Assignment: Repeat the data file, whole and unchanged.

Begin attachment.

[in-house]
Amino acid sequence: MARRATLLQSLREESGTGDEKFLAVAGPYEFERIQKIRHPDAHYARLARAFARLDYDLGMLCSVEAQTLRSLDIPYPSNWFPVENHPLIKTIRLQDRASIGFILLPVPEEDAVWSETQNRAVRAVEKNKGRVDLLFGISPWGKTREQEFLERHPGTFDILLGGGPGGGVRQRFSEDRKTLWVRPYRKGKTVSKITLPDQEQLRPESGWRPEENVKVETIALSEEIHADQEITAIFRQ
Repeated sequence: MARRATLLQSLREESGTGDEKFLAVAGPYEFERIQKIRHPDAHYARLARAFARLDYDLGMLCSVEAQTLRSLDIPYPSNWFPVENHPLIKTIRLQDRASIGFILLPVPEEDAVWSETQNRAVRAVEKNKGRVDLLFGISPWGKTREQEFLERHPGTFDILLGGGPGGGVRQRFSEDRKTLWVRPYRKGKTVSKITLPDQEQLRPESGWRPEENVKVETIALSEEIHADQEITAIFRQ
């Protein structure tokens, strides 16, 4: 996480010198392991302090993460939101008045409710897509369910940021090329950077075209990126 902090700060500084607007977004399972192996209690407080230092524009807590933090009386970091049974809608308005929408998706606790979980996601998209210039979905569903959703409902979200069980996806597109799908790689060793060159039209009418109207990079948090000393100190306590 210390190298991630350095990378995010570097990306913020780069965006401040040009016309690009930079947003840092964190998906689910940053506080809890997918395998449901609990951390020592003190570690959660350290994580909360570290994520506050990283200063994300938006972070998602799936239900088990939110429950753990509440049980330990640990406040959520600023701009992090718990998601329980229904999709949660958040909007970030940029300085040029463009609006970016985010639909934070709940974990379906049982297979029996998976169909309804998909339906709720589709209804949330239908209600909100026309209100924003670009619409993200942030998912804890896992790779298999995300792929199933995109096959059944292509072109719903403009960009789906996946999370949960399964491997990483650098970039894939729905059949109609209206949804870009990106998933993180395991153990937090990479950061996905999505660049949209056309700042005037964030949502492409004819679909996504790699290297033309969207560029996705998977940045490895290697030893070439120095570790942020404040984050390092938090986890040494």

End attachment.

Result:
[in-house]
Amino acid sequence: MARRATLLQSLREESGTGDEKFLAVAGPYEFERIQKIRHPDAHYARLARAFARLDYDLGMLCSVEAQTLRSLDIPYPSNWFPVENHPLIKTIRLQDRASIGFILLPVPEEDAVWSETQNRAVRAVEKNKGRVDLLFGISPWGKTREQEFLERHPGTFDILLGGGPGGGVRQRFSEDRKTLWVRPYRKGKTVSKITLPDQEQLRPESGWRPEENVKVETIALSEEIHADQEITAIFRQ
Repeated sequence: MARRATLLQSLREESGTGDEKFLAVAGPYEFERIQKIRHPDAHYARLARAFARLDYDLGMLCSVEAQTLRSLDIPYPSNWFPVENHPLIKTIRLQDRASIGFILLPVPEEDAVWSETQNRAVRAVEKNKGRVDLLFGISPWGKTREQEFLERHPGTFDILLGGGPGGGVRQRFSEDRKTLWVRPYRKGKTVSKITLPDQEQLRPESGWRPEENVKVETIALSEEIHADQEITAIFRQ
């Protein structure tokens, strides 16, 4: 996480010198392991302090993460939101008045409710897509369910940021090329950077075209990126 902090700060500084607007977004399972192996209690407080230092524009807590933090009386970091049974809608308005929408998706606790979980996601998209210039979905569903959703409902979200069980996806597109799908790689060793060159039209009418109207990079948090000393100190306590 210390190298991630350095990378995010570097990306913020780069965006401040040009016309690009930079947003840092964190998906689910940053506080809890997918395998449901609990951390020592003190570690959660350290994580909360570290994520506050990283200063994300938006972070998602799936239900088990939110429950753990509440049980330990640990406040959520600023701009992090718990998601329980229904999709949660958040909007970030940029300085040029463009609006970016985010639909934070709940974990379906049982297979029996998976169909309804998909339906709720589709209804949330239908209600909100026309209100924003670009619409993200942030998912804890896992790779298999995300792929199933995109096959059944292509072109719903403009960009789906996946999370949960399964491997990483650098970039894939729905059949109609209206949804870009990106998933993180395991153990937090990479950061996905999505660049949209056309700042005037964030949502492409004819679909996504790699290297033309969207560029996705998977940045490895290697030893070439120095570790942020404040984050390092938090986890040494």